Password Advice

Choosing a strong password not only protects your own data, but also protects others who use the department’s systems. If your account is compromised, your data will be compromised, but it could also lead to a larger problem on the system as a whole.

  • Use a password manager (see below)
  • Use two-factor authentication, if possible
  • Use secure passwords (see below)
  • Never give your password to anyone (not even the EECS IT Staff)
  • Do not use the same password on all systems (i.e., other schools, websites, computers)
  • Never use the following as part of your password:
    • Dictionary words
    • Any part of your name
    • Pet’s names
    • Any information others can look up about you

As people have more and more online accounts, keeping up with good practices like having a different password for every site or organization can become difficult or impossible. Password managers make this task much easier and many are available for free. They can automatically generate complex passwords and fill them in for you on websites and even smartphone apps. Wikipedia maintains a list of password managers. EECS IT does not endorse or recommend any specific products.

Using a password manager, you should be able to create completely random passwords. Yet even with a password manager, you may still have to remember a few passwords. Here are some techniques to help you do so. While in the past you may have seen that 8 character passwords are sufficient in length, we recommend a password of 10 or more characters.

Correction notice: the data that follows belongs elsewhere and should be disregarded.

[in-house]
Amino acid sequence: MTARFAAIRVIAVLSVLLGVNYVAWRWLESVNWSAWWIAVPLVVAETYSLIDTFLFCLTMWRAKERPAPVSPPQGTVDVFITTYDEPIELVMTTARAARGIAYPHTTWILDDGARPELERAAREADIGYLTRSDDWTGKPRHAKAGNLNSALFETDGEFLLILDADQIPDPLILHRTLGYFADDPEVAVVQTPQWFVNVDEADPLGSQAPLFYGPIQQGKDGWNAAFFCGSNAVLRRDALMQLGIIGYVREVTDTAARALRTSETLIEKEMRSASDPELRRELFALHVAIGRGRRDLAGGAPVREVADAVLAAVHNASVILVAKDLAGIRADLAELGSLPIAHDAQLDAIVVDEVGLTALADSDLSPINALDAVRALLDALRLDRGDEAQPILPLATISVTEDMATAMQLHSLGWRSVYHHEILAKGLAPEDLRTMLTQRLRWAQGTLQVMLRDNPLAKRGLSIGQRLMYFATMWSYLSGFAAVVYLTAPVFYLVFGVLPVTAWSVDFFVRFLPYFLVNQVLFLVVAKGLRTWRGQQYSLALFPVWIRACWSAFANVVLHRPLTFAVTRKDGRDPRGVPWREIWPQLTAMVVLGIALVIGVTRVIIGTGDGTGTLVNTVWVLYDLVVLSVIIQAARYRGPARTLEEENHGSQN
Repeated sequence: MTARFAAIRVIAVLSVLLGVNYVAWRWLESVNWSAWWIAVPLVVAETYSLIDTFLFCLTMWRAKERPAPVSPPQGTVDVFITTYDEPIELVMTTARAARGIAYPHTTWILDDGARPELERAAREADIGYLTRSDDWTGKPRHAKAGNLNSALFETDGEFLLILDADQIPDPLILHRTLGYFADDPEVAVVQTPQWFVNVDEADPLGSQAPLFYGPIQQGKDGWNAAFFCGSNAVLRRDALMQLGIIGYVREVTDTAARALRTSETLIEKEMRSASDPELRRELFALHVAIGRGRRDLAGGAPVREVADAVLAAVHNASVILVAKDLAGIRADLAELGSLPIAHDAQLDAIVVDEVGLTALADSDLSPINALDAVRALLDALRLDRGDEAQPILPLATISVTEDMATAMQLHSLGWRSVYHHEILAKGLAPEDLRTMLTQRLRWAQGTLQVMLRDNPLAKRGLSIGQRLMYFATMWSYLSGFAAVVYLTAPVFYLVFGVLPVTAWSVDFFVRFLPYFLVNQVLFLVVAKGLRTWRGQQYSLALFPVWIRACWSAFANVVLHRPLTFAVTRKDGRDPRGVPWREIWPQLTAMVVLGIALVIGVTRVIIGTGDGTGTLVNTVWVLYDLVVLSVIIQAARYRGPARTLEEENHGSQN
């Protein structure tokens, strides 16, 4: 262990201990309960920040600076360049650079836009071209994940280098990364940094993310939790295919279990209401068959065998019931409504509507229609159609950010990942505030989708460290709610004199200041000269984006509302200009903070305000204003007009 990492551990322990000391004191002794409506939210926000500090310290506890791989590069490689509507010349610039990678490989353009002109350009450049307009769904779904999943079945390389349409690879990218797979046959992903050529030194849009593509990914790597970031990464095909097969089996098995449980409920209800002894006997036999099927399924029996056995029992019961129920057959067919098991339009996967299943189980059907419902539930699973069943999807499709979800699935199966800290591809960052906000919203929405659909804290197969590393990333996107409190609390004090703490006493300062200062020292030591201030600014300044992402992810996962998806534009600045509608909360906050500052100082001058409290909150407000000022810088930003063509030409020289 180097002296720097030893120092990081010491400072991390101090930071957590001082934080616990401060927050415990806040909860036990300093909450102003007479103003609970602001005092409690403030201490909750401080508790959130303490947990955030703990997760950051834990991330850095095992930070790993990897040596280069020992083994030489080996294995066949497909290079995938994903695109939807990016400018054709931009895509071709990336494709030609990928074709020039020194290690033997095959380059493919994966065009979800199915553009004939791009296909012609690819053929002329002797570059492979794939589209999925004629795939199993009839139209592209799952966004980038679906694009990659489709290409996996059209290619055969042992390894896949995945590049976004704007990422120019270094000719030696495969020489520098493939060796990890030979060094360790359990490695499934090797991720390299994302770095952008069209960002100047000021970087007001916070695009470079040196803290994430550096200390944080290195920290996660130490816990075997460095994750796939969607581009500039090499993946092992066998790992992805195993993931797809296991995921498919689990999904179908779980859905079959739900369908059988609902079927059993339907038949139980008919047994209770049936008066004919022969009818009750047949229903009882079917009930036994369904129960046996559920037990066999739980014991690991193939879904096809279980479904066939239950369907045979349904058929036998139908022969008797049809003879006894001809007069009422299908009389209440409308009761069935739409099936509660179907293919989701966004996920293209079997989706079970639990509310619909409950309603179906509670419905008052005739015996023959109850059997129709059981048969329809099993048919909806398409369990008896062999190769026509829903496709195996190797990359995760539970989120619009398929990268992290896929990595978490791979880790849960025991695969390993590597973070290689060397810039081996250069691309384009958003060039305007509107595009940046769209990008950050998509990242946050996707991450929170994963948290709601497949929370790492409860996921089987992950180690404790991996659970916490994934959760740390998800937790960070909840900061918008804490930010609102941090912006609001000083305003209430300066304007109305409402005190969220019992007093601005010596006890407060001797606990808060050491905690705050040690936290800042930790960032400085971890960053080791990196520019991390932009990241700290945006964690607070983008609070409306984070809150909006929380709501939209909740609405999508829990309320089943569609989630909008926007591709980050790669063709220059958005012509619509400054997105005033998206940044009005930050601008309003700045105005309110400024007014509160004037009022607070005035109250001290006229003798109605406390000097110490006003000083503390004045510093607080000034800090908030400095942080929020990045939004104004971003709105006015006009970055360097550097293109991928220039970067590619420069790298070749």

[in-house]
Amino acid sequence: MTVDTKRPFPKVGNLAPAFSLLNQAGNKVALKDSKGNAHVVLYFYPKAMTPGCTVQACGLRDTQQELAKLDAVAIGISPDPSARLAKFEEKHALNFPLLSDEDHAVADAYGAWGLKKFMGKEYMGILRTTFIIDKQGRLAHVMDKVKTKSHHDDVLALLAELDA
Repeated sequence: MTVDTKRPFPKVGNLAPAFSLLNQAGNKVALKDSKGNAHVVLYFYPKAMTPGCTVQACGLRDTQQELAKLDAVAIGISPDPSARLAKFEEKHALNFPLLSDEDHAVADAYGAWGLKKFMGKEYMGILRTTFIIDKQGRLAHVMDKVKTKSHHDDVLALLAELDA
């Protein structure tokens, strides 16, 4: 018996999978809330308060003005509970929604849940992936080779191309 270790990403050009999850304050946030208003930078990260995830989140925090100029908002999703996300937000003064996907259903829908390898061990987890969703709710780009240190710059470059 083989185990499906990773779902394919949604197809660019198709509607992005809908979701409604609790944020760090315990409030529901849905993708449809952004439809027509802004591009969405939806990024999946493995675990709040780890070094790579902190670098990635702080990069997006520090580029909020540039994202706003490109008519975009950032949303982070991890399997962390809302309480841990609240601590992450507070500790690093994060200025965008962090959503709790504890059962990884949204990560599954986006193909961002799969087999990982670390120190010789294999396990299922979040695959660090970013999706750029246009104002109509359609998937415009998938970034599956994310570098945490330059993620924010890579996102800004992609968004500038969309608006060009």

Choosing characters at random can make a very strong password; however, such as password is likely to be forgotten. The best way to make a secure, seemingly-random password is to use a mnemonic. This can be done by choosing a saying, song lyric, or poem verse and use the first letter of each word as one part of the password. For example, “Blue canary in the outlet by the light switch who watches over you” (Birdhouse_in_Your_Soul – Birdhouse in Your Soul) could be written as:


Using a little bit of clever replacement, this password can become:


(Note: Now that this password is posted online it should never be used.)

When you are typing your password, just think about the song and you can recall all of the letters or replacements. In a short time, you will become accustomed to the password and will have little trouble remembering it.

If passwords are over 20 characters in length (also known as “pass phrases”), the restrictions can be relaxed. Thus you can use an English-language sentence such as:

Yikes! I'm writing a passphrase to log in.

This should not however be a quote, song lyric, poem, or anything that can be found in any standard literature. A nonsense sentence that makes sense only to you works best.

As you may know, your EECS password is linked to your UTK NetID password. Password inquiries and changes should be done through OIT. OIT has posted the following page with instructions about passwords:

Your NetID and Password - OIT